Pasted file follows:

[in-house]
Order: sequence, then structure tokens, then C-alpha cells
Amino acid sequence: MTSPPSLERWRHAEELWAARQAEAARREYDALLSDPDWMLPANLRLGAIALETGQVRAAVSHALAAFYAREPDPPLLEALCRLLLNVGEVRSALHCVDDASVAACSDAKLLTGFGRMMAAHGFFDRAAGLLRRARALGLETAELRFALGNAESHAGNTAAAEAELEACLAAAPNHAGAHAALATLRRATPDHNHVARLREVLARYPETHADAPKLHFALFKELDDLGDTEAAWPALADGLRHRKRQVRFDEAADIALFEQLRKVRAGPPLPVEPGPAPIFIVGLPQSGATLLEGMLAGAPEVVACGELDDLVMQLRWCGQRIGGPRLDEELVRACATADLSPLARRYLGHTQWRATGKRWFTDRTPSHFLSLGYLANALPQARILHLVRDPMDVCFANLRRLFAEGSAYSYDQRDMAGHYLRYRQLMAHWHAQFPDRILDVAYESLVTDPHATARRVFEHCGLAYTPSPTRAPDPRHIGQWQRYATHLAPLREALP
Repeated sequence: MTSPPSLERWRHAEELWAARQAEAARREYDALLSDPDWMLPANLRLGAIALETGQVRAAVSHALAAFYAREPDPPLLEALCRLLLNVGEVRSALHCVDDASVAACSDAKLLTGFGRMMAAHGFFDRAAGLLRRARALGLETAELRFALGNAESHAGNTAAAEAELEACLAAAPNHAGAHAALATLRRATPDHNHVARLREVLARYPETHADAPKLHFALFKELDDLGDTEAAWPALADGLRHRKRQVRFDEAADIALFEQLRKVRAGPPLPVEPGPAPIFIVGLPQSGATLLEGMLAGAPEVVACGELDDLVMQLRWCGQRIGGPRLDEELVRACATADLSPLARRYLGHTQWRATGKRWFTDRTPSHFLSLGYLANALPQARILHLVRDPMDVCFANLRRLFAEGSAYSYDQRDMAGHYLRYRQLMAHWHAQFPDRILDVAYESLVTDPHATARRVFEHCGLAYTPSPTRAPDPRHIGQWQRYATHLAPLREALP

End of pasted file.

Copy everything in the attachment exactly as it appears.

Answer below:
[in-house]
Order: sequence, then structure tokens, then C-alpha cells
Amino acid sequence: MTSPPSLERWRHAEELWAARQAEAARREYDALLSDPDWMLPANLRLGAIALETGQVRAAVSHALAAFYAREPDPPLLEALCRLLLNVGEVRSALHCVDDASVAACSDAKLLTGFGRMMAAHGFFDRAAGLLRRARALGLETAELRFALGNAESHAGNTAAAEAELEACLAAAPNHAGAHAALATLRRATPDHNHVARLREVLARYPETHADAPKLHFALFKELDDLGDTEAAWPALADGLRHRKRQVRFDEAADIALFEQLRKVRAGPPLPVEPGPAPIFIVGLPQSGATLLEGMLAGAPEVVACGELDDLVMQLRWCGQRIGGPRLDEELVRACATADLSPLARRYLGHTQWRATGKRWFTDRTPSHFLSLGYLANALPQARILHLVRDPMDVCFANLRRLFAEGSAYSYDQRDMAGHYLRYRQLMAHWHAQFPDRILDVAYESLVTDPHATARRVFEHCGLAYTPSPTRAPDPRHIGQWQRYATHLAPLREALP
Repeated sequence: MTSPPSLERWRHAEELWAARQAEAARREYDALLSDPDWMLPANLRLGAIALETGQVRAAVSHALAAFYAREPDPPLLEALCRLLLNVGEVRSALHCVDDASVAACSDAKLLTGFGRMMAAHGFFDRAAGLLRRARALGLETAELRFALGNAESHAGNTAAAEAELEACLAAAPNHAGAHAALATLRRATPDHNHVARLREVLARYPETHADAPKLHFALFKELDDLGDTEAAWPALADGLRHRKRQVRFDEAADIALFEQLRKVRAGPPLPVEPGPAPIFIVGLPQSGATLLEGMLAGAPEVVACGELDDLVMQLRWCGQRIGGPRLDEELVRACATADLSPLARRYLGHTQWRATGKRWFTDRTPSHFLSLGYLANALPQARILHLVRDPMDVCFANLRRLFAEGSAYSYDQRDMAGHYLRYRQLMAHWHAQFPDRILDVAYESLVTDPHATARRVFEHCGLAYTPSPTRAPDPRHIGQWQRYATHLAPLREALP